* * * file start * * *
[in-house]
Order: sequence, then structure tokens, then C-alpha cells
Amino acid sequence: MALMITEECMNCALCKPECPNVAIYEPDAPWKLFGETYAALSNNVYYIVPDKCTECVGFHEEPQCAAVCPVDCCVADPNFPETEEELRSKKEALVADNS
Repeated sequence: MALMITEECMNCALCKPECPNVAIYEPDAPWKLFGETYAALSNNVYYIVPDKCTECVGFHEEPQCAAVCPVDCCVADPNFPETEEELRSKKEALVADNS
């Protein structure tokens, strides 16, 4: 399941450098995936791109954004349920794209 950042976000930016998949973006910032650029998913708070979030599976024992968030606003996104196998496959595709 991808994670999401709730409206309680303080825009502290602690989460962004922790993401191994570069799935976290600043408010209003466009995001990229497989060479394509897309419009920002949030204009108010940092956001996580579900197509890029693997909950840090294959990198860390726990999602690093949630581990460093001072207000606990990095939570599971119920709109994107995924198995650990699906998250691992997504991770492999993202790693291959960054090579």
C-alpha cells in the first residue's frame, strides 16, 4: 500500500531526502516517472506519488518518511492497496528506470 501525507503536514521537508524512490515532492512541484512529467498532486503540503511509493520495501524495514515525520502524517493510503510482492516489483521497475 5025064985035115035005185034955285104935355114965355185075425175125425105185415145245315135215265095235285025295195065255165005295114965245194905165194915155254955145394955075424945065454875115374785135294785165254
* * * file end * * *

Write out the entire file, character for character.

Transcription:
[in-house]
Order: sequence, then structure tokens, then C-alpha cells
Amino acid sequence: MALMITEECMNCALCKPECPNVAIYEPDAPWKLFGETYAALSNNVYYIVPDKCTECVGFHEEPQCAAVCPVDCCVADPNFPETEEELRSKKEALVADNS
Repeated sequence: MALMITEECMNCALCKPECPNVAIYEPDAPWKLFGETYAALSNNVYYIVPDKCTECVGFHEEPQCAAVCPVDCCVADPNFPETEEELRSKKEALVADNS
């Protein structure tokens, strides 16, 4: 399941450098995936791109954004349920794209 950042976000930016998949973006910032650029998913708070979030599976024992968030606003996104196998496959595709 991808994670999401709730409206309680303080825009502290602690989460962004922790993401191994570069799935976290600043408010209003466009995001990229497989060479394509897309419009920002949030204009108010940092956001996580579900197509890029693997909950840090294959990198860390726990999602690093949630581990460093001072207000606990990095939570599971119920709109994107995924198995650990699906998250691992997504991770492999993202790693291959960054090579």
C-alpha cells in the first residue's frame, strides 16, 4: 500500500531526502516517472506519488518518511492497496528506470 501525507503536514521537508524512490515532492512541484512529467498532486503540503511509493520495501524495514515525520502524517493510503510482492516489483521497475 5025064985035115035005185034955285104935355114965355185075425175125425105185415145245315135215265095235285025295195065255165005295114965245194905165194915155254955145394955075424945065454875115374785135294785165254